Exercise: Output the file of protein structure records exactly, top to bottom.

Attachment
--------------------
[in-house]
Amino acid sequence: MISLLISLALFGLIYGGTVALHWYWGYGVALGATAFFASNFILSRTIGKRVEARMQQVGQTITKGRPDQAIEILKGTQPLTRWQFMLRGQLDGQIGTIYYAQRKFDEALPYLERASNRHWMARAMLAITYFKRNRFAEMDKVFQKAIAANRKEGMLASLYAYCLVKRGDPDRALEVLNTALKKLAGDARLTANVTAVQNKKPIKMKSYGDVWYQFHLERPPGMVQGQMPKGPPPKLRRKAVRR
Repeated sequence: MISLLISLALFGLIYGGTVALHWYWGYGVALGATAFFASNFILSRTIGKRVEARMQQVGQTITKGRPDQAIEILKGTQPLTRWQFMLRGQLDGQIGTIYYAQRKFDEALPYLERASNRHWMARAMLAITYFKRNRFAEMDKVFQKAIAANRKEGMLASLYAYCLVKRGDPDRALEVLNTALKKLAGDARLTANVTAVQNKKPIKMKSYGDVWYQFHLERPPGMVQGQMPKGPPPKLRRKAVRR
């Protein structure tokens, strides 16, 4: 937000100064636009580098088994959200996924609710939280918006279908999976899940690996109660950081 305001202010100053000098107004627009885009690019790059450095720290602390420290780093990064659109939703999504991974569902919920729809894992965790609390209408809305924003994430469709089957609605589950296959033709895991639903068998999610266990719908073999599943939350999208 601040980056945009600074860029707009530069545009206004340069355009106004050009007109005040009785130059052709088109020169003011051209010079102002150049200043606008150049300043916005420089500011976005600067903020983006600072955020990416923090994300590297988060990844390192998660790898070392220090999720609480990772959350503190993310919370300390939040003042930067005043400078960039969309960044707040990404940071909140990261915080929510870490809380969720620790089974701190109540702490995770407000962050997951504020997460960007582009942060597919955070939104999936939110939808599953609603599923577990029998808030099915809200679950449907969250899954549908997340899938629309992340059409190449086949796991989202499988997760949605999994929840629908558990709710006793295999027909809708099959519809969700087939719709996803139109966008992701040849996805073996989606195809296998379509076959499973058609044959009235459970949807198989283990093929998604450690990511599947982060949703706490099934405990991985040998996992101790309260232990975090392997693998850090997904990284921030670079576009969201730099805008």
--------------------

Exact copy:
[in-house]
Amino acid sequence: MISLLISLALFGLIYGGTVALHWYWGYGVALGATAFFASNFILSRTIGKRVEARMQQVGQTITKGRPDQAIEILKGTQPLTRWQFMLRGQLDGQIGTIYYAQRKFDEALPYLERASNRHWMARAMLAITYFKRNRFAEMDKVFQKAIAANRKEGMLASLYAYCLVKRGDPDRALEVLNTALKKLAGDARLTANVTAVQNKKPIKMKSYGDVWYQFHLERPPGMVQGQMPKGPPPKLRRKAVRR
Repeated sequence: MISLLISLALFGLIYGGTVALHWYWGYGVALGATAFFASNFILSRTIGKRVEARMQQVGQTITKGRPDQAIEILKGTQPLTRWQFMLRGQLDGQIGTIYYAQRKFDEALPYLERASNRHWMARAMLAITYFKRNRFAEMDKVFQKAIAANRKEGMLASLYAYCLVKRGDPDRALEVLNTALKKLAGDARLTANVTAVQNKKPIKMKSYGDVWYQFHLERPPGMVQGQMPKGPPPKLRRKAVRR
């Protein structure tokens, strides 16, 4: 937000100064636009580098088994959200996924609710939280918006279908999976899940690996109660950081 305001202010100053000098107004627009885009690019790059450095720290602390420290780093990064659109939703999504991974569902919920729809894992965790609390209408809305924003994430469709089957609605589950296959033709895991639903068998999610266990719908073999599943939350999208 601040980056945009600074860029707009530069545009206004340069355009106004050009007109005040009785130059052709088109020169003011051209010079102002150049200043606008150049300043916005420089500011976005600067903020983006600072955020990416923090994300590297988060990844390192998660790898070392220090999720609480990772959350503190993310919370300390939040003042930067005043400078960039969309960044707040990404940071909140990261915080929510870490809380969720620790089974701190109540702490995770407000962050997951504020997460960007582009942060597919955070939104999936939110939808599953609603599923577990029998808030099915809200679950449907969250899954549908997340899938629309992340059409190449086949796991989202499988997760949605999994929840629908558990709710006793295999027909809708099959519809969700087939719709996803139109966008992701040849996805073996989606195809296998379509076959499973058609044959009235459970949807198989283990093929998604450690990511599947982060949703706490099934405990991985040998996992101790309260232990975090392997693998850090997904990284921030670079576009969201730099805008």